Traffic Calming

Traffic calming on 28th and 29th Streets

28th and 29th Streets carry high loads of vehicles – typically seeing between 12,000- 14,000 cars per day on each road, which is even greater than many downtown Baltimore streets. Vehicles drive well over the speed limit, which makes it difficult for neighbors to cross safely, and there are frequent accidents. For many years, GRIA has been advocating for short-term improvements to 28th and 29th Street while a longer-term redesign of these roads is considered. After meeting with GRIA board members in summer 2016, Baltimore City’s Department of Transportation agreed to install traffic calming on Remington at 28th and 29th Streets. They plan to add flex-post curb extensions. These posts will reduce crossing distance for pedestrians and force cars to slow down while making turns. These improvements were slated to be installed in late-October/early-November 2016, so we should expect them soon.

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Click on the design specifications below to view larger images (left: 29th and Remington, right: 28th and Remington):


29th.Remington Intersection Improvement 28th.Remington Intersection Improvement

Once the flexposts are installed, we hope that the Department of Transportation will approve our application to add art in the right of way (crosswalks and intersection) to supplement the traffic calming at these locations. We plan to hold community conversations about the art throughout the winter and spring of 2017, especially with neighbors on the blocks adjacent to the intersections at Remington and 28th and 29th Streets. Stay tuned on NextDoor, Facebook and your mailbox for more information! Other traffic calming initiatives along 28th and 29th Street, including at the intersections of Huntingdon Avenue and Sisson Street are also on GRIA’s agenda to address with DOT. DOT has determined that the full scope of recommendations would be expensive enough to be considered a “capital improvement.” The City’s process to fund capital improvements requires that community have a “master plan” approved by the Planning Commission. GRIA has submitted our neighborhood master plan and hopes that it will be approved by the commission by Spring 2017.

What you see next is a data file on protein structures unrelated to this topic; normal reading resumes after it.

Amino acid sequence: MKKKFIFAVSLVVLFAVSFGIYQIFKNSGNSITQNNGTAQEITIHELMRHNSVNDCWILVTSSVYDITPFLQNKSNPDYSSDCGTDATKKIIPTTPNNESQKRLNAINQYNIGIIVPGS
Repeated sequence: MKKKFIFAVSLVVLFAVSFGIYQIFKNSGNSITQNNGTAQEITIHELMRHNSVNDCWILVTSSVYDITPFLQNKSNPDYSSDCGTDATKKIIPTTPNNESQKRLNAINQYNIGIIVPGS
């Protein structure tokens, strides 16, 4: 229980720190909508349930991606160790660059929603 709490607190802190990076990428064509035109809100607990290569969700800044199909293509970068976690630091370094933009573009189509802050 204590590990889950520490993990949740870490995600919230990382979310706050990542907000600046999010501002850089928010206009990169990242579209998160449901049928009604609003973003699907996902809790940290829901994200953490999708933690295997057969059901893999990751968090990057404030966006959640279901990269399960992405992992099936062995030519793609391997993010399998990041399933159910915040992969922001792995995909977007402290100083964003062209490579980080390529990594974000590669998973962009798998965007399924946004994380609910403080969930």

Traffic circle on 27th Street at Remington Ave.

The intersection at 27th and Remington is confusing for pedestrians, vehicle drivers, and bicyclists. Three streets come together in a five-way way intersection, with no pedestrian crosswalk striping. A traffic circle is one approach to addressing the redesign of this intersection. DOT is currently exploring designs for a traffic circle, but has informed GRIA that the cost may be prohibitive as the traffic mitigation dollars tied to the Remington Row development are currently allocated to study parking only. There is no current source of funding for this improvement, but neighbors and GRIA will continue to advocate for construction funding to be included in the Pugh administration’s budget. Some exploratory concepts for how to redesign the intersection are below, with various options to include pedestrian crosswalks, traffic circles, and extended curbs to redirect traffic and stormwater. Please note that none of these are funded, planned, or final designs. Screenshot 2017-01-26 19.24.20   Screen Shot 2017-01-26 at 2.50.10 PM

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Rearranging for additional parking spots

GRIA has been coordinating with the Department of Transportation to free up additional on-street parking spaces in Remington south of 25th street, in response to some residents concerns about increased vehicles from patrons at local businesses. We have asked them to increase parking on Huntingdon Ave. south of 23rd by installing reverse-angle parking or allowing parking on the west side of Huntingdon (2100 and 2200 blocks). We have also asked for an audit of signage and meters on 23rd Street and Sisson Streets to see if there are additional spaces that could be used by residents that are currently labeled as “no parking.” This initiative began in summer 2016; DOT has yet to return the results of the study.


Traffic accidents, 2015 and 2016

Click on the images below to zoom in. Data provided by the Baltimore Metropolitan Council, compiled by neighbor Scott Hansen.

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